Viewing posts tagged The Legend of Zelda

Hyrule Haeresis 6

There was a child once long ago who went into the woods outside Kokiri Village. The child was looking for someone, and was very sad because all of their friends had gone away, and they thought that they didn't have any. As it came to be, these woods were enchanted, and it was said strange and mysterious things happened to those who travelled through them. Some of the village people thought these woods had been the dwelling-place of the Old Ones in the time no-one could remember anymore, and that their spirits and memories still haunted those same woods.

The child searched high and low, near and far, but couldn't find any trace of the person they were looking for. Then, the child found a cave inside a hill they had never explored before. Supposedly, this cave opened up into a gigantic hole, and the child fell in. That was the last anyone ever heard of them. Some say the child found the kingdom of the faeries who are thought to live inside that hill, and that it was those same Good People who raised that child, and that they remain inside that hill to this very day ...

Hyrule Haeresis 5

Patriarchy is built on epic time. Learned male history requires exhaustive documentation of political kingdoms and dynastic successions. The Chosen Warrior-Hero God-King must come of age, become anointed, take a throne and lead his people to victory in battle before retiring and passing his crown on to the next generation. Rise, fall and rise. In our language, we call this canon, and the canon of the aristocratic literate patriarchy stands in stark contrast to the cyclical deep time of the feminine and feminine understanding. This is, in fact, the true first war in the world, and its battle scars have played out across the visage of our ideaspace since the start of all time.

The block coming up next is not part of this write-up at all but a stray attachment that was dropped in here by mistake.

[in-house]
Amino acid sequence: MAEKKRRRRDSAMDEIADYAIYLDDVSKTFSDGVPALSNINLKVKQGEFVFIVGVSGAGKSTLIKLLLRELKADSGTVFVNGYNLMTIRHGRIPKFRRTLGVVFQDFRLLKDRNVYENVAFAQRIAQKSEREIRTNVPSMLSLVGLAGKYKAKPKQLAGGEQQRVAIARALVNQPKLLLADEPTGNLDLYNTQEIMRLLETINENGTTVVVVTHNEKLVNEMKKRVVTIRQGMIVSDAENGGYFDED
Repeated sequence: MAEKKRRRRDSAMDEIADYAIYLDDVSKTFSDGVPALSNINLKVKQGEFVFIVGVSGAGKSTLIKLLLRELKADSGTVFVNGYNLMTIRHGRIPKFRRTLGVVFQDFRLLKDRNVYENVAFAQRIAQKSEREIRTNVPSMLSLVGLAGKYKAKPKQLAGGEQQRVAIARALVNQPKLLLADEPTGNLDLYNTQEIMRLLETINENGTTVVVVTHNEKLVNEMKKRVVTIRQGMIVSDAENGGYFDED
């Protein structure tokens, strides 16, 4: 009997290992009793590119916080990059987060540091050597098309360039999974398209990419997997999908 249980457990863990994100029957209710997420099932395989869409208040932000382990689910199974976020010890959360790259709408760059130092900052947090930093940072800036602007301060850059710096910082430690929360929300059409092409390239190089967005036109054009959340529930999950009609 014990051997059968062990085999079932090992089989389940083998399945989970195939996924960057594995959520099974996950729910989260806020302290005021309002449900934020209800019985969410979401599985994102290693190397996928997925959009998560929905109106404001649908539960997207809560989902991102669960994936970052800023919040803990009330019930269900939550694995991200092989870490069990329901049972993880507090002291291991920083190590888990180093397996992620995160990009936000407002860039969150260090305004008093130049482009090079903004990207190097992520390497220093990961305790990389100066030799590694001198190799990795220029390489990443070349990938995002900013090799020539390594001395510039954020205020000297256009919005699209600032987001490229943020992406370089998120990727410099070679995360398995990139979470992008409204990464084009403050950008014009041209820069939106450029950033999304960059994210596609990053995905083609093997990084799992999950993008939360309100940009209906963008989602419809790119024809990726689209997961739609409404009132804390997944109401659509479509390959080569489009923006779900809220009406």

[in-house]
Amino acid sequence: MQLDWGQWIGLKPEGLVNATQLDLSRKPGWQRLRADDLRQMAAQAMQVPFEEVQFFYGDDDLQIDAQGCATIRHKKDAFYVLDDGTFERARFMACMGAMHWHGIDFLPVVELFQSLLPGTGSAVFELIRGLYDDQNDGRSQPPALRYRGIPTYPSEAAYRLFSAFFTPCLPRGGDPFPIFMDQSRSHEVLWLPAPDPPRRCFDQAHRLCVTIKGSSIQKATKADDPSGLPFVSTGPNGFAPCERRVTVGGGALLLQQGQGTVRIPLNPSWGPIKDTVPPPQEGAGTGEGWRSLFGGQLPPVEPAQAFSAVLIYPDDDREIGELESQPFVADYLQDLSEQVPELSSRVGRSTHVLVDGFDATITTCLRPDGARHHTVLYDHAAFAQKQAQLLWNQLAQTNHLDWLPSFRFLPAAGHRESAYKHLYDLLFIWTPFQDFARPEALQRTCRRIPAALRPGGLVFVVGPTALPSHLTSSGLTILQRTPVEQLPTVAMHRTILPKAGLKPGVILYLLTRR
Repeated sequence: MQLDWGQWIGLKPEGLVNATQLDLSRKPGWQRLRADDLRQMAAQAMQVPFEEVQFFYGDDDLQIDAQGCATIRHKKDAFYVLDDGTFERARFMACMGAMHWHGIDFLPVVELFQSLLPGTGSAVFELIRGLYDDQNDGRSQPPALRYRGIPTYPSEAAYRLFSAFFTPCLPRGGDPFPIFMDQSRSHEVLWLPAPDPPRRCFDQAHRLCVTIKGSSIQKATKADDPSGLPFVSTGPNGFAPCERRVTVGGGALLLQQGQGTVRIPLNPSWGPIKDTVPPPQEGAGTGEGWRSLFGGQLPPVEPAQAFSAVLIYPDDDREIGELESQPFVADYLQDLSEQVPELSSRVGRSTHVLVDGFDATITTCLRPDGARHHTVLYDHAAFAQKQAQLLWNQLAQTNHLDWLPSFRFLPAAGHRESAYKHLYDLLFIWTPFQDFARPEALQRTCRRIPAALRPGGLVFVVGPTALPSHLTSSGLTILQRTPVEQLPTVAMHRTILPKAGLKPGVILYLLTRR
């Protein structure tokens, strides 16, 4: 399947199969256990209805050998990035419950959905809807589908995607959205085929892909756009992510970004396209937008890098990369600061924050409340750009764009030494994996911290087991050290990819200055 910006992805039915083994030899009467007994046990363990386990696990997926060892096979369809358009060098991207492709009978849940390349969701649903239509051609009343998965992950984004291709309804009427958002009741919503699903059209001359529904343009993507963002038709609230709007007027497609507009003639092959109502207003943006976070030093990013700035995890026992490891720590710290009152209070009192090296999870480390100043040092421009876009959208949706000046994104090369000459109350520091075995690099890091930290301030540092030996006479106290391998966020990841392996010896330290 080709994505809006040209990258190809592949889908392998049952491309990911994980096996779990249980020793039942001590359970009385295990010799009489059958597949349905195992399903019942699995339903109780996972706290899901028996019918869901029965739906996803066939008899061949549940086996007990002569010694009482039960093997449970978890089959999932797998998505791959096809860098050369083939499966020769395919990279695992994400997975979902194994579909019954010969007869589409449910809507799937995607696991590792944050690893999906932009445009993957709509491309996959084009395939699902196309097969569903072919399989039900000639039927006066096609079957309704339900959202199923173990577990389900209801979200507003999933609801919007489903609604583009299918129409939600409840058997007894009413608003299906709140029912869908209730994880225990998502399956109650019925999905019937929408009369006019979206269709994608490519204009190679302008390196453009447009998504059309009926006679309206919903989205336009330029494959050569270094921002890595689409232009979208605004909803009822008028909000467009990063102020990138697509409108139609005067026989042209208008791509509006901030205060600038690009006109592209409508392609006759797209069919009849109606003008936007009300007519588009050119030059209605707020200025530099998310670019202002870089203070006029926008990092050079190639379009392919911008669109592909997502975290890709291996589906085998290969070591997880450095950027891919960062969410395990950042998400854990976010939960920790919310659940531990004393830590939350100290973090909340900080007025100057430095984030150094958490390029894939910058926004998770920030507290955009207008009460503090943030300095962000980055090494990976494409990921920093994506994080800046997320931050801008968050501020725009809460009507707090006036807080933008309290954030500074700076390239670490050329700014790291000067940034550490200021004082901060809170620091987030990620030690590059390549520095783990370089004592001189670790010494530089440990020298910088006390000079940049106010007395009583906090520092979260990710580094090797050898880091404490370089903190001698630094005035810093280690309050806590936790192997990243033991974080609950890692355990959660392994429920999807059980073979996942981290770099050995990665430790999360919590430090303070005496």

And so, deeply fraught and conflicted is The Legend of Zelda: Ocarina of Time. Like the Celtic mythology from which it draws its inspiration, the tune this Ocarina plays is a melancholy one, a lament for a world that was lost before history began. Its story opens as if a folk tale (perhaps a fairy tale). The narrator speaks in the voice of a storyteller relating events to an enraptured audience, presumably comprised of children. Ironically, or maybe inevitably, this is a story about having childhood ...

Hyrule Haeresis 4

Blasphemy, they would have said.

The story of handhelds is the secret story of the video game industry. Always overlooked in conversations about “bit eras” and “hardware cycles” and “console generations”, the handheld side of the medium has from the start been relegated to the kiddie table of the master narrative of history. This is in spite, or perhaps because, of the fact that until quite recently handhelds were the best selling consoles on the market, and even today the “casual gamer” epithet is applied almost exclusively to those who are in possession of smartphones and tablets (that is, roughly 100% of the populace).

It is perhaps not altogether difficult to see why: Accessibility was always going to be a sticking point for a culture fundamentally built around the exclusivity of privilege necessary to have the latest up-to-date technology at any given time, and handhelds are built to be accessible, using older, established kit in inventive new form factors to keep costs down and ergonomics up. And there's nothing gamers fear and despise more than low cost and ergonomic, for to them such things comprise the mark of the weak-willed and the infidel. So shunned was the Game Boy ...

Hyrule Haeresis 3